Senate advances revived but weaker school board transparency measure

Update:  The Senate gave final approval to SB 14-182 on Wednesday, April 23, on an 18-17 party-line vote.

By Jeffrey A. Roberts
CFOIC Executive Director

A second attempt at boosting school board transparency this session won initial approval in the Colorado Senate on Tuesday.

SB 14-182, sponsored by Democratic Sen. Mary Hodge of Brighton, is a weaker version of an unsuccessful House bill that would have required the electronic recording of all portions of school board executive sessions, including attorney-client discussions.

The new measure merely adds the requirement that executive session minutes reflect the amount of time spent discussing each topic, in addition to a broad description of each topic as required under current law. The information would have to be posted on a board’s web site, or published some other way, no more than 10 days after the minutes are approved.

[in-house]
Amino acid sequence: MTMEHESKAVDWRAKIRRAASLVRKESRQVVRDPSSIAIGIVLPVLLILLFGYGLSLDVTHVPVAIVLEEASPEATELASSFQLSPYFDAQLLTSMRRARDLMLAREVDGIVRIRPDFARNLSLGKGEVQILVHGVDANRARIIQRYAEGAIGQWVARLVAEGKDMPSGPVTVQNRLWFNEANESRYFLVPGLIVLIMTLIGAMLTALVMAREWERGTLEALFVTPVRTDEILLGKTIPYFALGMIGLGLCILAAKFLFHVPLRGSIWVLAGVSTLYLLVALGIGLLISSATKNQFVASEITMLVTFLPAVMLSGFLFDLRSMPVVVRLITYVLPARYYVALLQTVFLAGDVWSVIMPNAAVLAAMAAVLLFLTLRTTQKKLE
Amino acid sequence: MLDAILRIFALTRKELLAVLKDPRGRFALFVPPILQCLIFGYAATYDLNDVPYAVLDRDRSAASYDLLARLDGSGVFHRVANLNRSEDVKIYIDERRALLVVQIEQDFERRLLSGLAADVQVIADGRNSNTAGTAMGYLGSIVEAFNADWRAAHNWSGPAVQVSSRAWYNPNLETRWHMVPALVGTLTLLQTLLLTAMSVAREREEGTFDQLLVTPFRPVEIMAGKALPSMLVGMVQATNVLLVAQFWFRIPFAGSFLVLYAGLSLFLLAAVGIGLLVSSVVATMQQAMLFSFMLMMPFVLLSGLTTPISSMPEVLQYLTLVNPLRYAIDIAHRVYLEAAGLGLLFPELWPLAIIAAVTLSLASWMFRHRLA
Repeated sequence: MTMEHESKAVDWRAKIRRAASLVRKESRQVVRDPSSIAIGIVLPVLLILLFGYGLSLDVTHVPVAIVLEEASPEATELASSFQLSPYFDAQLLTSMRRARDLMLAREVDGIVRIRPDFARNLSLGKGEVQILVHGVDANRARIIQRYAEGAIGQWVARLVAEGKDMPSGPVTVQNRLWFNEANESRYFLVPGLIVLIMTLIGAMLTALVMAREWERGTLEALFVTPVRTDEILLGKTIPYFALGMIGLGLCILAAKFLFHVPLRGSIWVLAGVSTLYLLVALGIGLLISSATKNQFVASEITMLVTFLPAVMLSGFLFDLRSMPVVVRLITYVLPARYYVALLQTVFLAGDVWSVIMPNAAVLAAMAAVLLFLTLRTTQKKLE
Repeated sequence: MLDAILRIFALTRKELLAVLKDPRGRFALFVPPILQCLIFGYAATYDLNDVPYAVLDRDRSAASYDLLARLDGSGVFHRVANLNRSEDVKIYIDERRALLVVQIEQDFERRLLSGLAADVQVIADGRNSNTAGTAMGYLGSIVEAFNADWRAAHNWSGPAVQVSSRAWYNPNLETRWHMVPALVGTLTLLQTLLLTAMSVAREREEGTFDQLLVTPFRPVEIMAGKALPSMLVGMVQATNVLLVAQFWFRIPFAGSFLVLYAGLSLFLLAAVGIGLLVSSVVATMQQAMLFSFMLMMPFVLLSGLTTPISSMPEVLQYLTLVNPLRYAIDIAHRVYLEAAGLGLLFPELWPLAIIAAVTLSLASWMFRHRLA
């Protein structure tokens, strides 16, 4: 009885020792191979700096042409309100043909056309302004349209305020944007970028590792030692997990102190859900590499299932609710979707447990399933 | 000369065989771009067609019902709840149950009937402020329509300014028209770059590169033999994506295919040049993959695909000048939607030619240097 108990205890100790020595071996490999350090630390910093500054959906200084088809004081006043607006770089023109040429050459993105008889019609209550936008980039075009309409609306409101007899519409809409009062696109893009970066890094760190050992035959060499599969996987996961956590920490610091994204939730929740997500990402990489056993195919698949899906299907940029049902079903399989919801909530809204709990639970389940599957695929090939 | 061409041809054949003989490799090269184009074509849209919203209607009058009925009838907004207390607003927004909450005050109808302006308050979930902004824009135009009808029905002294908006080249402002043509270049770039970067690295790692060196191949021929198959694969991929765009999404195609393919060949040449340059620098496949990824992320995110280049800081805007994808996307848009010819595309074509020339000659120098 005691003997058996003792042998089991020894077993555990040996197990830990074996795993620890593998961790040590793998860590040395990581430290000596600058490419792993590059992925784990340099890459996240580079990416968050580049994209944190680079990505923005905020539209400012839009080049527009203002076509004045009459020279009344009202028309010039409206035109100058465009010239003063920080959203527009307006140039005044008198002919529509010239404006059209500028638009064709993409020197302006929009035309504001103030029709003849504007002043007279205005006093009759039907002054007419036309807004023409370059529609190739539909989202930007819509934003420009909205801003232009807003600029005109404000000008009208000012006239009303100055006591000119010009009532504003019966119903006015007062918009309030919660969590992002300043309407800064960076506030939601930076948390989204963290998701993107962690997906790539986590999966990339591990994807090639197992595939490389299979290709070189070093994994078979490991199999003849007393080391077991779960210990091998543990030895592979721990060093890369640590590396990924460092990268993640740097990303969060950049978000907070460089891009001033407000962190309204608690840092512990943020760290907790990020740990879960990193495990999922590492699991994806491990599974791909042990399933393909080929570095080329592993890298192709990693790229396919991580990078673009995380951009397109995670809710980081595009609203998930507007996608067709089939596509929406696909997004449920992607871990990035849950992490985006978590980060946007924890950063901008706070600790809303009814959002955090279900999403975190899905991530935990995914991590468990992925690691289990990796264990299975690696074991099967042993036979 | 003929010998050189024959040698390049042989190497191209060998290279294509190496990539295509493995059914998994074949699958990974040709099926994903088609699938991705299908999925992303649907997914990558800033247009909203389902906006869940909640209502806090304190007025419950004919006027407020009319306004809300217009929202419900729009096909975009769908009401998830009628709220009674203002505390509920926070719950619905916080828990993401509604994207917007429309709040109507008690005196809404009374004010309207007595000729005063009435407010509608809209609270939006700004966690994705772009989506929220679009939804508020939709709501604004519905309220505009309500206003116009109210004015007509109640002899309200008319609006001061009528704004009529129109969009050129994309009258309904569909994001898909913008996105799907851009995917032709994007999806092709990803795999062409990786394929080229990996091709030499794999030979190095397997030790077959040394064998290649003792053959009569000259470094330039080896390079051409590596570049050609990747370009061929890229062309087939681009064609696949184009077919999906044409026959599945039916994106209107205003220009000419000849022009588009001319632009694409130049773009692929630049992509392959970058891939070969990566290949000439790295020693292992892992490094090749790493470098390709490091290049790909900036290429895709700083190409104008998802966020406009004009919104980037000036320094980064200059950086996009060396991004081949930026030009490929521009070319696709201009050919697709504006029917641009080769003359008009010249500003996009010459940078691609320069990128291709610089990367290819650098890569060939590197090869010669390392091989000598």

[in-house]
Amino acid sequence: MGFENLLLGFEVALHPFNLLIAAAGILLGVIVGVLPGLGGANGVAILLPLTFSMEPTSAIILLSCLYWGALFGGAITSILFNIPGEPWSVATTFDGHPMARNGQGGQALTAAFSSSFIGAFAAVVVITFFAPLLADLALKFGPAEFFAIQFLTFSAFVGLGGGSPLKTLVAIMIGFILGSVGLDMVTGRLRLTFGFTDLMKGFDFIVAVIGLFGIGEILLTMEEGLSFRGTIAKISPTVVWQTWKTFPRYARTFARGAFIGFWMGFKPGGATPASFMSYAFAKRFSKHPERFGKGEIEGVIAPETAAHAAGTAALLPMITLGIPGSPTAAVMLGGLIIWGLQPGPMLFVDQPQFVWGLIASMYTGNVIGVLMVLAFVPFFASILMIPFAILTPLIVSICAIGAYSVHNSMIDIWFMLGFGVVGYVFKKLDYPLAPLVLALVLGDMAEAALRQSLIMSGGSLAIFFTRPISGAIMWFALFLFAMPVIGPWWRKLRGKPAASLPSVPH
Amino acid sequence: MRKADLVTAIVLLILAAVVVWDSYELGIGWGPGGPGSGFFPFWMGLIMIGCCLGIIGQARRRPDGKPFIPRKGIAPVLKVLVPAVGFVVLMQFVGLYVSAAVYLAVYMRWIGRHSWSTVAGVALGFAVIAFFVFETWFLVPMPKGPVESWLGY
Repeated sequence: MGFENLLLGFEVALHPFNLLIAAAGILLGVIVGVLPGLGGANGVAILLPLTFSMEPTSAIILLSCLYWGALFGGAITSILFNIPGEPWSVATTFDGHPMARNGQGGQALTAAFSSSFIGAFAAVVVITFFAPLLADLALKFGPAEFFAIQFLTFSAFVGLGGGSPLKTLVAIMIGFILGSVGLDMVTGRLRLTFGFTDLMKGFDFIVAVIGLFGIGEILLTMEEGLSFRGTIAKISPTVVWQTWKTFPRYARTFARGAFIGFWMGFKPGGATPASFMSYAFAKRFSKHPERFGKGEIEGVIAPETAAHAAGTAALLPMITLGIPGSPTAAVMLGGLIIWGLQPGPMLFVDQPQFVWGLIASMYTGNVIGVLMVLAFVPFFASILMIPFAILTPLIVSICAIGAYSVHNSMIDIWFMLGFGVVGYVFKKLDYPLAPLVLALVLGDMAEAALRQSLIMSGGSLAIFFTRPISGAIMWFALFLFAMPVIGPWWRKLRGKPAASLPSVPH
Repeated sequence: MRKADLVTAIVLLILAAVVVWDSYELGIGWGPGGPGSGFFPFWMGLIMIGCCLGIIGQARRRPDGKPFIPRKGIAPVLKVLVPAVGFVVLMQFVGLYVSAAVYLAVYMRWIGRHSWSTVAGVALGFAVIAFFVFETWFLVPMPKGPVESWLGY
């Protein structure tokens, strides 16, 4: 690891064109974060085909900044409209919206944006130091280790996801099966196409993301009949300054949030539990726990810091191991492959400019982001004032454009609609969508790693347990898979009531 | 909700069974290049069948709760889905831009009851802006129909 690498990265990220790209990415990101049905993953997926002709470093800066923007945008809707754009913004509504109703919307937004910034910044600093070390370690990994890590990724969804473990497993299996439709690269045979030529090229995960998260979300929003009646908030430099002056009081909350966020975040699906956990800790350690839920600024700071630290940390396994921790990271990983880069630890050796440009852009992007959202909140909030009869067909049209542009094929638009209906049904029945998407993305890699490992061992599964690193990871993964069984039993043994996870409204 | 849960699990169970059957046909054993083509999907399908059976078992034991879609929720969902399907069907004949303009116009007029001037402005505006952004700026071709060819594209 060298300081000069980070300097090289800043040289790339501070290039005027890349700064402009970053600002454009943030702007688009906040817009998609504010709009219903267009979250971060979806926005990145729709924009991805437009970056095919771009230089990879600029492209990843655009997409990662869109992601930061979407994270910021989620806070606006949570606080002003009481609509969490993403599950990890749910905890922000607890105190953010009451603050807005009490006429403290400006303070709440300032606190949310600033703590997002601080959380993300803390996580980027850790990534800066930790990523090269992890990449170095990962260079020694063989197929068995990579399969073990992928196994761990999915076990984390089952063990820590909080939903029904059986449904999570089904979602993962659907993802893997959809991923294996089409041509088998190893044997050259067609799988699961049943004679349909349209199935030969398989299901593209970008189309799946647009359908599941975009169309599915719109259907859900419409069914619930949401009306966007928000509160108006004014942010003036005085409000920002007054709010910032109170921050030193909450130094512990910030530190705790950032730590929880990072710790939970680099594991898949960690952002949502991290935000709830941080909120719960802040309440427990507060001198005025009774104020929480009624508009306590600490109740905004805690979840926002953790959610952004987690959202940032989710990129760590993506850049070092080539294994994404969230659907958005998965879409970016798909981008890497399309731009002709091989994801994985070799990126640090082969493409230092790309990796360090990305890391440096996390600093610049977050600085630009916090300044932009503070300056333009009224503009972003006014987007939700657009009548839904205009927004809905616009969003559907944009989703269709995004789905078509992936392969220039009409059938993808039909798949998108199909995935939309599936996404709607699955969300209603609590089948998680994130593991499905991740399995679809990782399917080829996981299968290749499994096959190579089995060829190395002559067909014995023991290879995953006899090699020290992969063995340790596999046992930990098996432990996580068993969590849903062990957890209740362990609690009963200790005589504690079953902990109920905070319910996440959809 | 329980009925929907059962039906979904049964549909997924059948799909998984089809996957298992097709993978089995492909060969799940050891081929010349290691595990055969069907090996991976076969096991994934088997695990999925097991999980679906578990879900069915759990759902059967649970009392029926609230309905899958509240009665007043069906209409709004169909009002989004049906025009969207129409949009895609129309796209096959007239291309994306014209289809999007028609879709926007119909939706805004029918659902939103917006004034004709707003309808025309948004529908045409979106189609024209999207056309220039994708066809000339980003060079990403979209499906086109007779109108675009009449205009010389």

As amended Tuesday, SB 14-182 also would require that any electronic recordings of school board executive sessions be kept for at least 90 days.

“This is a reasonable compromise to make sure the public is informed, that there is transparency around what is happening behind closed doors,” said Sen. Andy Kerr, D-Lakewood.


Sen. Andy Kerr, D-Lakewood
The Colorado Channel

Both school board executive session bills were introduced because of a perception that some boards of education have held secret meetings in violation of Colorado’s Sunshine Law.

Calling the latest effort “an extreme measure of micromanagement,” Sen. Scott Renfroe, R-Greeley, argued that legislation is unnecessary.

“If you don’t trust your school board members then elect different school board members,” Renfroe said. “If you think they’re abusing what they’re doing, that’s what the process is to fix this.”

Commission on Affordable Health Care

Also on Tuesday, the Senate Appropriations Committee passed SB 187, which would create a new commission to study and make recommendations for controlling health-care costs. Under the bill, up to five of of the commission’s 12 members could meet to review data without having to comply with the state Open Meetings Law.

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